"US Airways is the product of several successful mergers, most recently the combination of America West and US Airways," he said last week. "Working together, we have blended employees and cultures to create a new standard in the industry, which combines the best attributes of a low-fare carrier and a full-service airline. We fully expect the 'New Delta' to exceed these already high standards in the marketplace."
US Airways still needs the backing of the Delta creditors' committee to proceed with its takeover plans. Delta's management and most employees are still opposed to a takeover and are determined that the company will emerge from bankruptcy as a stand-alone entity.
United is reportedly watching the US Airways proposal to determine whether the market, Congress, and regulators would also warm to the idea of a United-Continental merger. If the US Airways-Delta merger fails, United is expected to be less likely to move ahead.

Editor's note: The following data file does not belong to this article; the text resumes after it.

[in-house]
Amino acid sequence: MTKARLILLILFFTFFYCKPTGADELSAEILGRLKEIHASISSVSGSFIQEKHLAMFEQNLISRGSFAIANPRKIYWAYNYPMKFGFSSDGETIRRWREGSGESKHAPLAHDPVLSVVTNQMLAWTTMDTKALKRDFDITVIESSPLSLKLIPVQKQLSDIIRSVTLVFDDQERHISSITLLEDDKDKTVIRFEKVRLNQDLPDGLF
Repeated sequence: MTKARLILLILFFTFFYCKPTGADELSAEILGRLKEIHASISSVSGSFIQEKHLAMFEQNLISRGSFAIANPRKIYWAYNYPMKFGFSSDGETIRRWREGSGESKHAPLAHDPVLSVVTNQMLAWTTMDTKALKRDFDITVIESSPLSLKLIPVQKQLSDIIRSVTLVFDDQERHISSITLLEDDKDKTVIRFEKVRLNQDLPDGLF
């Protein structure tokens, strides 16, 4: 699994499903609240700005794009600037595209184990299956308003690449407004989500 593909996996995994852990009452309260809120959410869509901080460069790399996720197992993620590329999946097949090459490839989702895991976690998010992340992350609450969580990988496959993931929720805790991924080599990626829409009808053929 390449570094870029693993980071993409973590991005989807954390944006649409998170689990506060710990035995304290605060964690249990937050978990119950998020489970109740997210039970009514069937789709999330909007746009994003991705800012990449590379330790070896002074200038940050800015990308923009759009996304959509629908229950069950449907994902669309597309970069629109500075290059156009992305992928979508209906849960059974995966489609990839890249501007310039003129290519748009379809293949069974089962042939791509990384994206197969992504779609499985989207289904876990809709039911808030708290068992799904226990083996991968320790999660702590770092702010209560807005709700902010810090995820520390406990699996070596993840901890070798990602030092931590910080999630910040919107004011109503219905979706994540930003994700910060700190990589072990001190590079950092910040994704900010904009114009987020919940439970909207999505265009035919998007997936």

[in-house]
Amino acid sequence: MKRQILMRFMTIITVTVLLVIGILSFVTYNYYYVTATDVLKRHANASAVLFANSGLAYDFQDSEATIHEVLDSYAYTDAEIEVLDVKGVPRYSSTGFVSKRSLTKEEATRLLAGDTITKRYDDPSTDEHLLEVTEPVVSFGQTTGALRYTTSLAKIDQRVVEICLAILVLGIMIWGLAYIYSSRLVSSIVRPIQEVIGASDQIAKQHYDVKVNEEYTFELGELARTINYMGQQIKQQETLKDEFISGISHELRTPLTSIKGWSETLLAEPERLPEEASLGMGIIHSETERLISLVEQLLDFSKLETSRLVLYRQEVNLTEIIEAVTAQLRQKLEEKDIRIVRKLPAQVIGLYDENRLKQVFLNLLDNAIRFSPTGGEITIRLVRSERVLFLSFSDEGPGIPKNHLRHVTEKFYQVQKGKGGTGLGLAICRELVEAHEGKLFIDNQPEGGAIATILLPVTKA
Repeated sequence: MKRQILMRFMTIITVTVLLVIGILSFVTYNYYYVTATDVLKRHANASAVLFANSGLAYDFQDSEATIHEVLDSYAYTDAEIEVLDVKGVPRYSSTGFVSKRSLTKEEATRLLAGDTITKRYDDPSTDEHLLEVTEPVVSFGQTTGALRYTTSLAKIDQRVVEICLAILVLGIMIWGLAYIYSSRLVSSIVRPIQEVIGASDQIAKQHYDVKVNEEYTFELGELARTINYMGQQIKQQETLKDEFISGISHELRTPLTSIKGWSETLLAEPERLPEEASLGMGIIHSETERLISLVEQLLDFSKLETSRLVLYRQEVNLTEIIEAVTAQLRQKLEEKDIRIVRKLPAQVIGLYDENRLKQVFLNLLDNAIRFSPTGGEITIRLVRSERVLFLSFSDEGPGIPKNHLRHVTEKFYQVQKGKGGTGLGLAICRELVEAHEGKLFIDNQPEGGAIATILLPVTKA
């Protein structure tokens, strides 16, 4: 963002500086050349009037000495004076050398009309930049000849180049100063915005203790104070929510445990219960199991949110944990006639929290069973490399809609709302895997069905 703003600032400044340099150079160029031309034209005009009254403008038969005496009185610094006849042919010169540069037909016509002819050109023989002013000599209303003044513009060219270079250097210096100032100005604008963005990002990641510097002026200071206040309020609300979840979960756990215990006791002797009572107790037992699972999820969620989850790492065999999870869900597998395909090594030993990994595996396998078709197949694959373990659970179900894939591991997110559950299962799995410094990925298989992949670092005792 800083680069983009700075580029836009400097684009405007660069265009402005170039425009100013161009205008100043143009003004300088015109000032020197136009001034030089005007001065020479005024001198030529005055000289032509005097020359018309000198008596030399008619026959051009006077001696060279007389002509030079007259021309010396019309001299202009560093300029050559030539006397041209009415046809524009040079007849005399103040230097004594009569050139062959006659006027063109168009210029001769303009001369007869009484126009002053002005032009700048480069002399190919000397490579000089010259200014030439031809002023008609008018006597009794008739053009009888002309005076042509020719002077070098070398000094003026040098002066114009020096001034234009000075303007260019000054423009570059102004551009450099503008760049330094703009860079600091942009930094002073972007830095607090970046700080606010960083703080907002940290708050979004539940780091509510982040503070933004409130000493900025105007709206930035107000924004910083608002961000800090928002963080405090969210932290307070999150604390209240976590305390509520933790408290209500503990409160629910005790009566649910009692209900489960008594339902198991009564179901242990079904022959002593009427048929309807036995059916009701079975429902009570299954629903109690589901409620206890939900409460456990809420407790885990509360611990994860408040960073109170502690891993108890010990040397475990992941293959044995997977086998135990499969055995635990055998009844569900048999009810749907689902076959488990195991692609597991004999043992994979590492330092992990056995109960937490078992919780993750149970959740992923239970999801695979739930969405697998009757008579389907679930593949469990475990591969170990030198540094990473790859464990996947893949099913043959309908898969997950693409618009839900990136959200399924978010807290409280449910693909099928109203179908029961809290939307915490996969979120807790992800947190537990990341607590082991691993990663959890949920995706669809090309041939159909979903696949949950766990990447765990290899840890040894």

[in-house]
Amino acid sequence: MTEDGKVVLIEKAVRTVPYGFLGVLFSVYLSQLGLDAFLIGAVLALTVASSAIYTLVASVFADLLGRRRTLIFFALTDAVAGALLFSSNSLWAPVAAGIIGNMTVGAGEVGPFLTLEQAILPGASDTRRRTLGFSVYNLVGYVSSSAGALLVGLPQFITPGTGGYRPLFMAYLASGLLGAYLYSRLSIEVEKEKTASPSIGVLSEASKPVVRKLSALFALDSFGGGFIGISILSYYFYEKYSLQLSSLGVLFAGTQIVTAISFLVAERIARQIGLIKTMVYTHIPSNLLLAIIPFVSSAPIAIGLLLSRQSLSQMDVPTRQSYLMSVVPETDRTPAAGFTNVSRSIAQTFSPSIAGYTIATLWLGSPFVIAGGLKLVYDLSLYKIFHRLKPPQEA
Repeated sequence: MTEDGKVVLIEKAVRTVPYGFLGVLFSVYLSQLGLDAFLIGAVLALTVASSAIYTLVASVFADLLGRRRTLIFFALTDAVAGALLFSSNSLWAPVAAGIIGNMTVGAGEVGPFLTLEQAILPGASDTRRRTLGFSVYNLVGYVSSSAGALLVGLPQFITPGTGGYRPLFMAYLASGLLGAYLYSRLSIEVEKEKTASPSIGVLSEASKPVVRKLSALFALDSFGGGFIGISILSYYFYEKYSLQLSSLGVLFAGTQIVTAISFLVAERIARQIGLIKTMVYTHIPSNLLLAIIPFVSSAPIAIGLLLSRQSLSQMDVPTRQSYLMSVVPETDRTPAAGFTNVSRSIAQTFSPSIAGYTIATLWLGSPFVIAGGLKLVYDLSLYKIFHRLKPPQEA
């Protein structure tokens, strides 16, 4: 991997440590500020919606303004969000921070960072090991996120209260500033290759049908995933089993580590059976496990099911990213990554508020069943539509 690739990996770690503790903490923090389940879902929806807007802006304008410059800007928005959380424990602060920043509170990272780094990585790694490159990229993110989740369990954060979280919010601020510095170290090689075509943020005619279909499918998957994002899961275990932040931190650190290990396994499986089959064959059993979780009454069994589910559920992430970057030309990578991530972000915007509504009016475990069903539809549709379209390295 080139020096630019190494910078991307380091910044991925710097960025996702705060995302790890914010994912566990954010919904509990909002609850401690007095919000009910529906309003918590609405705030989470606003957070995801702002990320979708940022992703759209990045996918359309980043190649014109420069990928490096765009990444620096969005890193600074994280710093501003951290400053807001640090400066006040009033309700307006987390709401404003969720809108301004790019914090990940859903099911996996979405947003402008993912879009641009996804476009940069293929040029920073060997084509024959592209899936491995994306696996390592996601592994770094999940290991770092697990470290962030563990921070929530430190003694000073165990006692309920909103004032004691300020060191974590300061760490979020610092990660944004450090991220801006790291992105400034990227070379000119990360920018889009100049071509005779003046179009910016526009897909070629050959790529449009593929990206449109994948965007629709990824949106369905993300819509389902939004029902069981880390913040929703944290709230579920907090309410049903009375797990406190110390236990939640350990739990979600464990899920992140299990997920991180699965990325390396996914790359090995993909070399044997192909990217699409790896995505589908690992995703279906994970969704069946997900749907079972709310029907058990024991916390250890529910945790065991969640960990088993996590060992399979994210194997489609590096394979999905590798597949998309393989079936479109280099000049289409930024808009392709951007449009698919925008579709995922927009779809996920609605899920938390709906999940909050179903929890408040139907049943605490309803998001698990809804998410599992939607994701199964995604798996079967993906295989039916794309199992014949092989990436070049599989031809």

Aviation analysts like Kevin Mitchell of the Business Travel Coalition in Radnor, Pa., believe that would be the best scenario. He argues that a flurry of mergers right now would raise prices, overcrowd already-packed planes, and create chaos for customer service for years to come precisely because it is so difficult to merge aviation corporate cultures.
"Of course, Wall Street is going to push it," he says. "What's good for investors, shareholders, and management may not be good for others: Lots of employees will be laid off, and customers can look forward to 20 to 30 percent price hikes and several years of customer-service [misery]."
(c) Copyright 2006. The Christian Science Monitor
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